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(8 Votes)

Next to the fix of the cleanup of the Windows Component Store in v1.1.1.451 of Cleanmgr+, i have decided not to compile this version with Resource Hacker anymore.

Resource Hacker is a reliable program that allows you to view, modify, rename, delete, and export resources embedded into an executable file.

I usually had no problem with it until the last versions did not trigger more and more false positives. I always modifed my Application resources with it and also the Cleanmgr+.exe (Versioning information etc.) and finally compiled the .EXE with it. After adding just one resource file, numerous antivirus software tagged it with a red flag here an false positive.

Maybe someone has an explanation for it, unfortunately I do not :(

Cleanmgr+ does not even go so deep into the system. It uses numeorus simple Windows command prompt instructions, command-line utilities and other simple Windows API. These are not the trigger. I am absolutely certain.

A "false positive" or "false alarm" is when antivirus software identifies a non-malicious file as malware. When this happens, it can cause serious problems. For example, if an antivirus program is configured to immediately delete or quarantine infected files, as is common on Microsoft Windows antivirus applications, a false positive in an essential file can render the Windows operating system or some applications unusable. Recovering from such damage to critical software infrastructure incurs technical support costs and businesses can be forced to close whilst remedial action is undertaken. (Wikipedia)

Here are some Examples of serious false-positives:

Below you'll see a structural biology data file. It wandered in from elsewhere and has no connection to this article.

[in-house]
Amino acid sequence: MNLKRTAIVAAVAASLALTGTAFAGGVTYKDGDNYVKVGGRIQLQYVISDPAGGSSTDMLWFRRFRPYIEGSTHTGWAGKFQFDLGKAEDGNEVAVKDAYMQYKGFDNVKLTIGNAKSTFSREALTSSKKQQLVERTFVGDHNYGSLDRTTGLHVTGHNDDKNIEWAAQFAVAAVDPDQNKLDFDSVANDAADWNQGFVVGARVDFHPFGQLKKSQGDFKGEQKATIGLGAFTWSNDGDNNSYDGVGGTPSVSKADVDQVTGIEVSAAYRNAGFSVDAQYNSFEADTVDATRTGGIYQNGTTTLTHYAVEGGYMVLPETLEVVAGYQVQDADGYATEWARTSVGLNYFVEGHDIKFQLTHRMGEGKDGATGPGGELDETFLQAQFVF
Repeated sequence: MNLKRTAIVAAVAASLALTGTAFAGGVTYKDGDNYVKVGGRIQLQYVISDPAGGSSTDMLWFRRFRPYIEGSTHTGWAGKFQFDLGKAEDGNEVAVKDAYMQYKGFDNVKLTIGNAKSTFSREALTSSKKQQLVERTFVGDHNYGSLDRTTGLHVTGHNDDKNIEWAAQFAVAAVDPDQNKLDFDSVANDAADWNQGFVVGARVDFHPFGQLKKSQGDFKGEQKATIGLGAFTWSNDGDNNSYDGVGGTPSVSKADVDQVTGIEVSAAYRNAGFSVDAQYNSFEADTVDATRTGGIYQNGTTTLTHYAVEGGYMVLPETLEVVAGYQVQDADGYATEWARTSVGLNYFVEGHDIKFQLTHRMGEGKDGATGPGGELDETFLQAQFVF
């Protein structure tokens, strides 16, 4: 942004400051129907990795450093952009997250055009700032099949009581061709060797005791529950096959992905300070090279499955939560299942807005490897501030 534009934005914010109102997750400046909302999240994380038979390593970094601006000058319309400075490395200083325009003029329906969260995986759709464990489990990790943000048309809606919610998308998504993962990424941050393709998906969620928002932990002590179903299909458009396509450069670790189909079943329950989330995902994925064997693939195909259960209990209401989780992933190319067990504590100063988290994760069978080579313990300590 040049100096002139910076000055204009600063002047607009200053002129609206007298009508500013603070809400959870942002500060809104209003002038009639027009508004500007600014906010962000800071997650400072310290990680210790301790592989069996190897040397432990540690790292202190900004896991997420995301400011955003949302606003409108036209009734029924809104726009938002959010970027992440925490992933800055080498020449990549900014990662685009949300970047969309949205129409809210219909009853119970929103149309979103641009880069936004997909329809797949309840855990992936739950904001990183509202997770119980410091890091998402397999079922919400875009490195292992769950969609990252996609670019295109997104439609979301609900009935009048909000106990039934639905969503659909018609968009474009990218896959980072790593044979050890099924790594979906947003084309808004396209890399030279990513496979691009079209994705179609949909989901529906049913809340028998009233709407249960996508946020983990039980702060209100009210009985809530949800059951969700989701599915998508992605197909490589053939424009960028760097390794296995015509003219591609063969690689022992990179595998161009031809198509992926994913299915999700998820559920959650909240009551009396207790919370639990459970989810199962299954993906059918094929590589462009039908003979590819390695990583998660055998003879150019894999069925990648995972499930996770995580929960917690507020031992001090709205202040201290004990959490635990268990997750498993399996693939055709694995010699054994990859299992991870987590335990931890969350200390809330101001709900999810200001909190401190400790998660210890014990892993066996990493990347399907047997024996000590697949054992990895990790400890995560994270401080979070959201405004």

• May 2007: a faulty virus signature issued by Symantec mistakenly removed essential operating system files, leaving thousands of PCs unable to boot.
  • May 2007: the executable file required by Pegasus Mail on Windows was falsely detected by Norton AntiVirus as being a Trojan and it was automatically removed, preventing Pegasus Mail from running. Norton AntiVirus had falsely identified three releases of Pegasus Mail as malware, and would delete the Pegasus Mail installer file when that happened. In response to this Pegasus Mail stated: On the basis that Norton/Symantec has done this for every one of the last three releases of Pegasus Mail, we can only condemn this product as too flawed to use, and recommend in the strongest terms that our users cease using it in favour of alternative, less buggy anti-virus packages
  • April 2010: McAfee VirusScan detected svchost.exe, a normal Windows binary, as a virus on machines running Windows XP with Service Pack 3, causing a reboot loop and loss of all network access.
  • December 2010: a faulty update on the AVG anti-virus suite damaged 64-bit versions of Windows 7, rendering it unable to boot, due to an endless boot loop created.
  • October 2011: Microsoft Security Essentials (MSE) removed the Google Chrome web browser, rival to Microsoft's own Internet Explorer. MSE flagged Chrome as a Zbot banking trojan.
  • September 2012: Sophos' anti-virus suite identified various update-mechanisms, including its own, as malware. If it was configured to automatically delete detected files, Sophos Antivirus could render itself unable to update, required manual intervention to fix the problem.

Most of the time 58 of 71 virus scanners found no problems in Cleanmgr+. But these 20 % were enough!

I have submitted Cleanmgr+ to several AV vendors (AVG, Bitdefender, Emsisoft, G DATA etc.) for whitelisting. Some of those offer an whitelisting program and some not.

Sometimes the vendors are not responsive (especially because when a non-customer contacts them). So every new update of Cleanmgr+ has to be submitted to the AV vendor, checked and approved (with new signatures) again. E.g. the Bitdefender signatures were used by 5,6,7 (I have not counted them) other antivirus products. So everyone is tagging it with the same "infection and risk".

In conclusion, I believe the red flags are merely false positives, which happens with antivirus software. This is common and sometimes they creates a false sense of security. I don't think it has anything to do with Resource Hacker either, but this is the only current solution for me. 

So finaly, here are the results of the new build of Cleanmgr+

AV Detection Ratio on VirusTotal: 0 / 71


Download Cleanmgr+ v1.1.1.451

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